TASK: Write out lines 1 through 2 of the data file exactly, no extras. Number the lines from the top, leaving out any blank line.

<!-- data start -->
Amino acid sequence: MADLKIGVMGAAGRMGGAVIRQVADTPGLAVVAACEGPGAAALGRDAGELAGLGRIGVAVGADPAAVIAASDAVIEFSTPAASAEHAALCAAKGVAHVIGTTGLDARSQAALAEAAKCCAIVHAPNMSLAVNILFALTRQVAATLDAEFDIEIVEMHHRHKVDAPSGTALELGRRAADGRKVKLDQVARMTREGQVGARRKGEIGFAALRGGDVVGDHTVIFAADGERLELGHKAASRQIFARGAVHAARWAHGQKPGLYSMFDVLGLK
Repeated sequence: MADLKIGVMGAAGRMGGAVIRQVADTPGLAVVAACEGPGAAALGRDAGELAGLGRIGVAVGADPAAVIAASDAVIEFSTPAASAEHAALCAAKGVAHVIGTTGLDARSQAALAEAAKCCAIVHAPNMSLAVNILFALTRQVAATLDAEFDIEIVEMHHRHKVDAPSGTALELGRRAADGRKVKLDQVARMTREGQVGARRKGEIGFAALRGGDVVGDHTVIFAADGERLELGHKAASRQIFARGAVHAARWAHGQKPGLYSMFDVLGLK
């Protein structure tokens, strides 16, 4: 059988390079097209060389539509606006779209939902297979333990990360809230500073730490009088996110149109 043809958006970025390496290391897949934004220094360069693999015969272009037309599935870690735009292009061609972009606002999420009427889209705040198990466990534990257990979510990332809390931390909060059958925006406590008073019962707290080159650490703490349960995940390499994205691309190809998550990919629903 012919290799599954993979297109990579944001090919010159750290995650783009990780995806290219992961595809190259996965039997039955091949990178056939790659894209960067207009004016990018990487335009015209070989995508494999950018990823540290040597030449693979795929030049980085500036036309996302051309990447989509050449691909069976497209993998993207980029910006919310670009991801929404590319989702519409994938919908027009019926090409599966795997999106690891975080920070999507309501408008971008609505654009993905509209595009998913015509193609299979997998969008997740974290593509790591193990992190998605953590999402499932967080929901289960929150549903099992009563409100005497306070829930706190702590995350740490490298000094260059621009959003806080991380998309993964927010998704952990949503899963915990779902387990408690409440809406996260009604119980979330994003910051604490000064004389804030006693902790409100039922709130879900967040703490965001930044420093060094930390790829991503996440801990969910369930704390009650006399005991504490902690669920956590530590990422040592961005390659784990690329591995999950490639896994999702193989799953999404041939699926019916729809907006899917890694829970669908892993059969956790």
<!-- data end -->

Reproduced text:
Amino acid sequence: MADLKIGVMGAAGRMGGAVIRQVADTPGLAVVAACEGPGAAALGRDAGELAGLGRIGVAVGADPAAVIAASDAVIEFSTPAASAEHAALCAAKGVAHVIGTTGLDARSQAALAEAAKCCAIVHAPNMSLAVNILFALTRQVAATLDAEFDIEIVEMHHRHKVDAPSGTALELGRRAADGRKVKLDQVARMTREGQVGARRKGEIGFAALRGGDVVGDHTVIFAADGERLELGHKAASRQIFARGAVHAARWAHGQKPGLYSMFDVLGLK
Repeated sequence: MADLKIGVMGAAGRMGGAVIRQVADTPGLAVVAACEGPGAAALGRDAGELAGLGRIGVAVGADPAAVIAASDAVIEFSTPAASAEHAALCAAKGVAHVIGTTGLDARSQAALAEAAKCCAIVHAPNMSLAVNILFALTRQVAATLDAEFDIEIVEMHHRHKVDAPSGTALELGRRAADGRKVKLDQVARMTREGQVGARRKGEIGFAALRGGDVVGDHTVIFAADGERLELGHKAASRQIFARGAVHAARWAHGQKPGLYSMFDVLGLK